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The Hill’s Founding Publisher, Martin Tolchin, Dies at 93

Tolchin would found The Hill in 1994 and would retire from his publication in 2003.

Eduardo Razo

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Woodrow Wilson Center

The Hill’s founding publisher, Martin Tolchin, has died at the age of 93. Tolchin’s partner, Barbara Rosenfeld, told the Times that he died of cancer.

The 40-year veteran of The New York Times worked the New York City Hall, and Congress beat for the newspaper. Furthermore, he wrote various books on trade power in politics during his journalism career. 

He would found The Hill in 1994 and would retire from his publication in 2003. Jimmy Finkelstein took over as owner of The Hill from his father, Jerry Finkelstein, and sold it to Nexstar Media Group for $130 million last year and described Tolchin as a reporter who “knew Washington from top to bottom.”

“Before I had anything to do with The Hill, Marty would call me up and ask just dozens of questions, how do you improve things, how to make it better. He truly loved his work,” Finkelstein said. “He appreciated completely all sides of Washington, and anybody he touched felt better for knowing him.”   

Tolchin encouraged the young reporters in his newsroom to make full use of their cost accounts to create sources and explore behind the scenes to see who was tugging the levers of power and why. His frequent exhortation to journalists he worked with was to “follow the money.”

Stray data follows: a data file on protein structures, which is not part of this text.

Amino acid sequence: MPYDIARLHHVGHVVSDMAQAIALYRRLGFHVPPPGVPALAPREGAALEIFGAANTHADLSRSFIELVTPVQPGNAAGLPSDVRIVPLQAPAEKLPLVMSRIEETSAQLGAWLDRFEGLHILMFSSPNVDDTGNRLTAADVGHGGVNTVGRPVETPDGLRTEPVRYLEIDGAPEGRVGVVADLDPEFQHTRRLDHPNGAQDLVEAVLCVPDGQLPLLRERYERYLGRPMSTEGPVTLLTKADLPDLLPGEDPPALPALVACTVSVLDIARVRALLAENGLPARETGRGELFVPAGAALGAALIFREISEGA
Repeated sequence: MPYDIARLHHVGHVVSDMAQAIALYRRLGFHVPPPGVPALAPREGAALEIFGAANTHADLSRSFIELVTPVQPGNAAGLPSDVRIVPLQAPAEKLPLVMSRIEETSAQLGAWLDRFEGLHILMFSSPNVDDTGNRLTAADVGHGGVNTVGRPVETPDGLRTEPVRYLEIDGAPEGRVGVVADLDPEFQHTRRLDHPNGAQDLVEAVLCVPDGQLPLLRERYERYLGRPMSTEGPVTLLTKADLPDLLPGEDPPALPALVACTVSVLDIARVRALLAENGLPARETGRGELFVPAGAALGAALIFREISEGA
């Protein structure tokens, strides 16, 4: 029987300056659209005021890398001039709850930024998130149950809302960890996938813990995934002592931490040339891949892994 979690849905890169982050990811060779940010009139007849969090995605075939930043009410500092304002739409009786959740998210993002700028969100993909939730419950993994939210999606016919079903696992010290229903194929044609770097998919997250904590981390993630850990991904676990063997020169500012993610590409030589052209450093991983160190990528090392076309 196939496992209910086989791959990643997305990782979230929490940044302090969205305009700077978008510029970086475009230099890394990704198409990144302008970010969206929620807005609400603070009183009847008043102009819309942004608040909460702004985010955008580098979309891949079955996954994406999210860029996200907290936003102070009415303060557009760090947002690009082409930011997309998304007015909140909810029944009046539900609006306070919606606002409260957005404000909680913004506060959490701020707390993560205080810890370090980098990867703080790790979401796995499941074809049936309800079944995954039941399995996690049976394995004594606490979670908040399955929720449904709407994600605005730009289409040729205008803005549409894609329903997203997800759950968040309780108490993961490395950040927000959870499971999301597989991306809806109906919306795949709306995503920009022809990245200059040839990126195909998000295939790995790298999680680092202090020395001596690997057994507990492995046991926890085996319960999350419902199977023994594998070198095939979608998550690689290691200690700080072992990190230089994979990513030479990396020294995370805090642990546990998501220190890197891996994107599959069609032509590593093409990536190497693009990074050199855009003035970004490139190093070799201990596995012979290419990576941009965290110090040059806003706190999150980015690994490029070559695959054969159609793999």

“He was probably one of the kindest, most accepting human beings I ever met,” Sheila Casey, The Hill’s chief operating officer, said. When Casey had doubts concerning accepting the position, Tolchin persuaded her, “you won’t be bored — newsrooms are exciting.” 

News Print & Digital

CNN Media Editor An Phung Latest to Depart From Network

The changes at CNN continue as the network’s Senior Editor of Media, An Phung, announced on Wednesday via Twitter that she would leave her position.

Eduardo Razo

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The changes at CNN continue as the network’s Senior Editor of Media, An Phung, announced on Wednesday via Twitter that she would leave her position. 

Phung has spent the last five and a half years on the media desk, working closely with reporter Oliver Darcy, managing editor Alex Koppelman, and former “Reliable Sources” host Brian Stelter. 

“I am sad to announce that I will be leaving CNN,” Phung tweeted. There isn’t enough room here to praise all the people who made it a great place to work. 

“And there are so many people to thank for helping me tell good and important stories about the threats against journalism and democracy.”

She didn’t reveal when her last day at CNN will be; however, Phung is “spending my remaining time at CNN expressing my gratitude to them.” During her time at the media desk, Phung has credited Darcy, Koppelman, and Stelter for making her a stronger editor. 

Phung didn’t disclose what’s next for her career and, for now, is reflecting on her time at CNN, considering having a background as a refugee.